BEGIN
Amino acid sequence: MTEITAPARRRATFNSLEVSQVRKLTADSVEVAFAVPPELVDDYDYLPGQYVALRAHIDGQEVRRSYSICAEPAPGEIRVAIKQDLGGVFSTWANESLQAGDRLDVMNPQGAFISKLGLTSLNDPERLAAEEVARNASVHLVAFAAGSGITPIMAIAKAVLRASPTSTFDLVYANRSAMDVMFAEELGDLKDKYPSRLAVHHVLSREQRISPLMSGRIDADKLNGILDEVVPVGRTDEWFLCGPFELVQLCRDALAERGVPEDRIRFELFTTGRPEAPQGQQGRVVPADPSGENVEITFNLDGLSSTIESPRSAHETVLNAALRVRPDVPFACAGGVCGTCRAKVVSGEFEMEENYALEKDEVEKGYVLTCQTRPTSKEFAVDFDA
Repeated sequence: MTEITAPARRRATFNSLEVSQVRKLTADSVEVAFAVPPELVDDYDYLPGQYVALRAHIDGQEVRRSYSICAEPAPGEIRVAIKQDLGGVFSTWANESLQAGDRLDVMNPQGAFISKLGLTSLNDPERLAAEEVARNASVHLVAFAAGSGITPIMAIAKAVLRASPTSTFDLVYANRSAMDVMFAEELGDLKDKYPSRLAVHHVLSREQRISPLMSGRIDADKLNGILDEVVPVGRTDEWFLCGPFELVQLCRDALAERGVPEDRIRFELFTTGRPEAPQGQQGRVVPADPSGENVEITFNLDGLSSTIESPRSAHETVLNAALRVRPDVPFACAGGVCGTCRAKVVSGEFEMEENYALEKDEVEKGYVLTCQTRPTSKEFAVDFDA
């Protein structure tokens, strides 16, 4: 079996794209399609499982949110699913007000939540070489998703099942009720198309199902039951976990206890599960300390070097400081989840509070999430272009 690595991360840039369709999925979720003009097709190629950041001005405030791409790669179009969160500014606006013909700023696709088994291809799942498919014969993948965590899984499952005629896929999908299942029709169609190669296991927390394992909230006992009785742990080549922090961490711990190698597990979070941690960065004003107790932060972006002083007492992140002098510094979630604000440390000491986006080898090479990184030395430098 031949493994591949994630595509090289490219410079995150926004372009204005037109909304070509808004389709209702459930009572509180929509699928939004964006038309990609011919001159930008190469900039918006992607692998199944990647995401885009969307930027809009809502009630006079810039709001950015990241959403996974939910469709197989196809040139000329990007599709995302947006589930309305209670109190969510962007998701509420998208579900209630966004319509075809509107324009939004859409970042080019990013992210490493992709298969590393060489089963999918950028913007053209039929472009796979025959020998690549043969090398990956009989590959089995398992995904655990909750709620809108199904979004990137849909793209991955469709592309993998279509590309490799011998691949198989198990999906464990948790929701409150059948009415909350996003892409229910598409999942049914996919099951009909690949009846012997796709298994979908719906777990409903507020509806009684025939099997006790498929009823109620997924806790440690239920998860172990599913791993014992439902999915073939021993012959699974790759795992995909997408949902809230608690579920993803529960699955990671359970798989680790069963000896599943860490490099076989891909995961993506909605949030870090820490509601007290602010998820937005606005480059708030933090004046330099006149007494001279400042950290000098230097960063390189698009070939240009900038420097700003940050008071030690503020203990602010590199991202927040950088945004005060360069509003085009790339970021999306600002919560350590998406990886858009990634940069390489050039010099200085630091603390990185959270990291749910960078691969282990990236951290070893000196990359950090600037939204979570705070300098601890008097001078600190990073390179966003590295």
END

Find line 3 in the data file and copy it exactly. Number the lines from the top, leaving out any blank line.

């Protein structure tokens, strides 16, 4: 079996794209399609499982949110699913007000939540070489998703099942009720198309199902039951976990206890599960300390070097400081989840509070999430272009 690595991360840039369709999925979720003009097709190629950041001005405030791409790669179009969160500014606006013909700023696709088994291809799942498919014969993948965590899984499952005629896929999908299942029709169609190669296991927390394992909230006992009785742990080549922090961490711990190698597990979070941690960065004003107790932060972006002083007492992140002098510094979630604000440390000491986006080898090479990184030395430098 031949493994591949994630595509090289490219410079995150926004372009204005037109909304070509808004389709209702459930009572509180929509699928939004964006038309990609011919001159930008190469900039918006992607692998199944990647995401885009969307930027809009809502009630006079810039709001950015990241959403996974939910469709197989196809040139000329990007599709995302947006589930309305209670109190969510962007998701509420998208579900209630966004319509075809509107324009939004859409970042080019990013992210490493992709298969590393060489089963999918950028913007053209039929472009796979025959020998690549043969090398990956009989590959089995398992995904655990909750709620809108199904979004990137849909793209991955469709592309993998279509590309490799011998691949198989198990999906464990948790929701409150059948009415909350996003892409229910598409999942049914996919099951009909690949009846012997796709298994979908719906777990409903507020509806009684025939099997006790498929009823109620997924806790440690239920998860172990599913791993014992439902999915073939021993012959699974790759795992995909997408949902809230608690579920993803529960699955990671359970798989680790069963000896599943860490490099076989891909995961993506909605949030870090820490509601007290602010998820937005606005480059708030933090004046330099006149007494001279400042950290000098230097960063390189698009070939240009900038420097700003940050008071030690503020203990602010590199991202927040950088945004005060360069509003085009790339970021999306600002919560350590998406990886858009990634940069390489050039010099200085630091603390990185959270990291749910960078691969282990990236951290070893000196990359950090600037939204979570705070300098601890008097001078600190990073390179966003590295």